These are exciting times in the so-called "sharing economy," and not just for Silicon Valley techies and billionaire investors. The moment has finally arrived for the people who actually do the work of moving, sharing and renting their goods through businesses like Uber and AirBnB to get some much-needed attention.
Uber drivers in Los Angeles, Phoenix, Dallas and a number of other cities called for a strike this past weekend to address issues surrounding tips and rates. Earlier last week, Oregon's labor commissioner said in an advisory opinion that under Oregon law, Uber drivers should be seen as employees. This move opens the door for Uber drivers to assert all the rights normally afforded to employees in Oregon, including the right to a minimum wage, safe working conditions, and workers compensation and unemployment benefits. The advisory opinion contrasts sharply with the company's current practice of classifying its workers as independent contractors.
Oregon and Los Angeles aren't alone. In Seattle, Councilmember Mike O'Brien introduced legislation that would give Uber drivers a new way to work collectively to improve their jobs. In California, Uber faces a class action lawsuit by drivers alleging Uber has misclassified its employees as contract workers -- meaning they miss out on worker protections. And change isn't just coming to the ride share industry. In Los Angeles, Partnership for Working Families affiliate, LAANE, has crafted data-driven policy solutions to create some of the most comprehensive, enforceable legislation in the country to ensure AirBnB's operations are truly about "sharing" an extra room or sofa.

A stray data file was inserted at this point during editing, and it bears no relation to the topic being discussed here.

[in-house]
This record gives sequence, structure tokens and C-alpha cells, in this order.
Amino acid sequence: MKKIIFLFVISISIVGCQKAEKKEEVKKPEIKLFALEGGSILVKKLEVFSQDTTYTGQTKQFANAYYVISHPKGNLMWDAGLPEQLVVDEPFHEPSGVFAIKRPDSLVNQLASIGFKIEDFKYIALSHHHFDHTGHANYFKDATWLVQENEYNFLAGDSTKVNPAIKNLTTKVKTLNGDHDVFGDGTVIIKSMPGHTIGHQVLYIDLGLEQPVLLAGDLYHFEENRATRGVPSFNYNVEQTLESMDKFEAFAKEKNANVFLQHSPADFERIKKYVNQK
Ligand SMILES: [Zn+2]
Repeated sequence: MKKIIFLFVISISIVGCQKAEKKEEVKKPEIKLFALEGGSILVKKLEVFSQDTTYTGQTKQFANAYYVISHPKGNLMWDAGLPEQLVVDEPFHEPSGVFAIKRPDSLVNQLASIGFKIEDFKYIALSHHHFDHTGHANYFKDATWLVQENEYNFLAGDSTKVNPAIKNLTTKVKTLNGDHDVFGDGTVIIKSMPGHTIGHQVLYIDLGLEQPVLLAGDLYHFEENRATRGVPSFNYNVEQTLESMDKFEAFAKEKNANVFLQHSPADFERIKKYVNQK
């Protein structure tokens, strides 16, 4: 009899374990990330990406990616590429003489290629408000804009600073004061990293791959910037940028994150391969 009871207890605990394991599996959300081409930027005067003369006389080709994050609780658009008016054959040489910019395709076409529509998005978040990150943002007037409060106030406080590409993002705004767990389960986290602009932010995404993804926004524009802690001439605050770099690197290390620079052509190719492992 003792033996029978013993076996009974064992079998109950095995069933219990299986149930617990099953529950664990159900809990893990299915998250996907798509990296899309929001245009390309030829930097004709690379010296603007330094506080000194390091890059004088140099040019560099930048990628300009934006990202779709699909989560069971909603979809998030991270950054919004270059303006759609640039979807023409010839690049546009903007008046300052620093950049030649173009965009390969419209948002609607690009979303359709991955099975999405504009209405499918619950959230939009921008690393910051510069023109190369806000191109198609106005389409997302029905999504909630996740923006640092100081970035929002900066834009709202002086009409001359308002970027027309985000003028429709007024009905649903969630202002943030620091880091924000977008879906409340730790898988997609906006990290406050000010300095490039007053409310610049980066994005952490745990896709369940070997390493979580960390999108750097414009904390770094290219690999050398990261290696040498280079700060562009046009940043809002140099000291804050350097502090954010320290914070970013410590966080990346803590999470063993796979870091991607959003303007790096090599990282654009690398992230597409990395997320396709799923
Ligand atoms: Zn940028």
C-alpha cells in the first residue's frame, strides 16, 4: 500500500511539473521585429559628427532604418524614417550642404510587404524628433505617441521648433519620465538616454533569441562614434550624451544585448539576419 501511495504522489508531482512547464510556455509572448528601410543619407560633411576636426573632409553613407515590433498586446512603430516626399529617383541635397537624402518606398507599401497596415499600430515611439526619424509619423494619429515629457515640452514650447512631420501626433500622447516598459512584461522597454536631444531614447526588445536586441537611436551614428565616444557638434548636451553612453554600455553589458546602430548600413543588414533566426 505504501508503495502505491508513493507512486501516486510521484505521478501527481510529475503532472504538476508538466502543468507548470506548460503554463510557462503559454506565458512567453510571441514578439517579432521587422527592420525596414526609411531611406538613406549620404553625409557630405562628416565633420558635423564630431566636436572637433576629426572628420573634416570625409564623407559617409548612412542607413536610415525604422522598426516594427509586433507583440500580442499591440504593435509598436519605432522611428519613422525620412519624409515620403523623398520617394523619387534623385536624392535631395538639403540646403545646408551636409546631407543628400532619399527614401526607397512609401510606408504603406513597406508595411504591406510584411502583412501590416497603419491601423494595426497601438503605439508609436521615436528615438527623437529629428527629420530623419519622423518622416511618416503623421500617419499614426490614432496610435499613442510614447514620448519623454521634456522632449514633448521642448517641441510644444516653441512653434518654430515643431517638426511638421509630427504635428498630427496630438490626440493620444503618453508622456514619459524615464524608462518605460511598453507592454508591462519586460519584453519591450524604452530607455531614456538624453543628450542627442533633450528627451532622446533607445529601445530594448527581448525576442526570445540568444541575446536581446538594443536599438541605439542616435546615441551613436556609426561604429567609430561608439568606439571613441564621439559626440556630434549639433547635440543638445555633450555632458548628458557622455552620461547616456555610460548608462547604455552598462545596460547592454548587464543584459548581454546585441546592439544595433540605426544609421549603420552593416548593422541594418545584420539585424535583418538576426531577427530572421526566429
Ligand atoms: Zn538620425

The new policies, legal actions and organizing efforts (like Silicon Valley Rising) that are sprouting up around the country aren't merely one off attempts to challenge the Uberization of economies locally. Instead, these initiatives are important signs that workers and communities caught in this precarious labor model are ready for Silicon Valley to use its innovation to benefit all those it employs.
Working people have good reason to be concerned about the rapid rise of the on-demand economy. As noted by a number of observers, the "new" gig economy actually looks like a familiar continuation of temporary and contingent labor models that working people have been fighting for years. Under this model, workers do not know how many hours or when they will be allowed to work or how much they will earn in a given week or month. It creates instability for workers and their families and ultimately our entire community. While supporters argue that people should have the opportunity to pick up extra cash on the side, offering multiple precarious jobs in place of one good job is not the answer to inequality.
That's not to say that the on-demand economy is entirely bad. It has offered consumers an easy way to access goods. Its innovative model of connectivity has the potential to revolutionize everything from shopping to political action. Yet, if the sharing economy is going to be a major source of work in the future, we need to make sure that it is providing the kind of jobs our communities need. That means a decent wage, access to benefits like workers' compensation, and the right to organize, regardless of the avenue through which those benefits are earned.
No matter how you feel about the sharing economy, the one indisputable fact is that it can't be ignored. With 1 million active drivers globally, Uber is quickly becoming one of the largest global employers. Its current model has major implications for the stability of jobs beyond the transportation sector and across the world. That's why it's so important that our cities and communities are developing new organizing and policy models to match the innovation in the tech sector.
On-demand workers are rising up. It's up to sharing economy innovators to keep pace.